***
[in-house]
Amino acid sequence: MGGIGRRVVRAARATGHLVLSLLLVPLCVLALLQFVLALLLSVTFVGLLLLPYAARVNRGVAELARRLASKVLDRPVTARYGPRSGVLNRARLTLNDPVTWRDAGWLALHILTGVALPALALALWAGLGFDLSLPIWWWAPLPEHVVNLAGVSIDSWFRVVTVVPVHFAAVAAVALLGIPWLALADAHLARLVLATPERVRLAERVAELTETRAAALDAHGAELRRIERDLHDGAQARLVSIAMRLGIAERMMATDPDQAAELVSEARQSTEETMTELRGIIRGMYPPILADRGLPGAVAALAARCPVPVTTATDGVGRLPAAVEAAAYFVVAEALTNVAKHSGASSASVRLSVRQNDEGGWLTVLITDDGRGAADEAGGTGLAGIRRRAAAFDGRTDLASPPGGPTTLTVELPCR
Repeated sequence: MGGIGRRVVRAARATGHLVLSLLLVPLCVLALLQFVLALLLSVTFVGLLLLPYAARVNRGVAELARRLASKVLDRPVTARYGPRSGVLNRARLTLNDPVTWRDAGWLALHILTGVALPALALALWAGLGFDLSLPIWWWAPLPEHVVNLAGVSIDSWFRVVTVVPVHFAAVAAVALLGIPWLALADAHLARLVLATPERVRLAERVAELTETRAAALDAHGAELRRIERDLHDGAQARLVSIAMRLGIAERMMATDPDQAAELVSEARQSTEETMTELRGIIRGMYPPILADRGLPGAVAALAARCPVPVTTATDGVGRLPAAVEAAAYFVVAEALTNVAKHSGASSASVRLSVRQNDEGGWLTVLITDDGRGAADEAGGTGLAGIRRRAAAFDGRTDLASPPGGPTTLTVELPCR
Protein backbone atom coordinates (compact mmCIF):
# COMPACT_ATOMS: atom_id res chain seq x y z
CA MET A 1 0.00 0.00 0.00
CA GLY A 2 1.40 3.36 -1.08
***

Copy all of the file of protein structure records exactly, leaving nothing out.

[in-house]
Amino acid sequence: MGGIGRRVVRAARATGHLVLSLLLVPLCVLALLQFVLALLLSVTFVGLLLLPYAARVNRGVAELARRLASKVLDRPVTARYGPRSGVLNRARLTLNDPVTWRDAGWLALHILTGVALPALALALWAGLGFDLSLPIWWWAPLPEHVVNLAGVSIDSWFRVVTVVPVHFAAVAAVALLGIPWLALADAHLARLVLATPERVRLAERVAELTETRAAALDAHGAELRRIERDLHDGAQARLVSIAMRLGIAERMMATDPDQAAELVSEARQSTEETMTELRGIIRGMYPPILADRGLPGAVAALAARCPVPVTTATDGVGRLPAAVEAAAYFVVAEALTNVAKHSGASSASVRLSVRQNDEGGWLTVLITDDGRGAADEAGGTGLAGIRRRAAAFDGRTDLASPPGGPTTLTVELPCR
Repeated sequence: MGGIGRRVVRAARATGHLVLSLLLVPLCVLALLQFVLALLLSVTFVGLLLLPYAARVNRGVAELARRLASKVLDRPVTARYGPRSGVLNRARLTLNDPVTWRDAGWLALHILTGVALPALALALWAGLGFDLSLPIWWWAPLPEHVVNLAGVSIDSWFRVVTVVPVHFAAVAAVALLGIPWLALADAHLARLVLATPERVRLAERVAELTETRAAALDAHGAELRRIERDLHDGAQARLVSIAMRLGIAERMMATDPDQAAELVSEARQSTEETMTELRGIIRGMYPPILADRGLPGAVAALAARCPVPVTTATDGVGRLPAAVEAAAYFVVAEALTNVAKHSGASSASVRLSVRQNDEGGWLTVLITDDGRGAADEAGGTGLAGIRRRAAAFDGRTDLASPPGGPTTLTVELPCR
Protein backbone atom coordinates (compact mmCIF):
# COMPACT_ATOMS: atom_id res chain seq x y z
CA MET A 1 0.00 0.00 0.00
CA GLY A 2 1.40 3.36 -1.08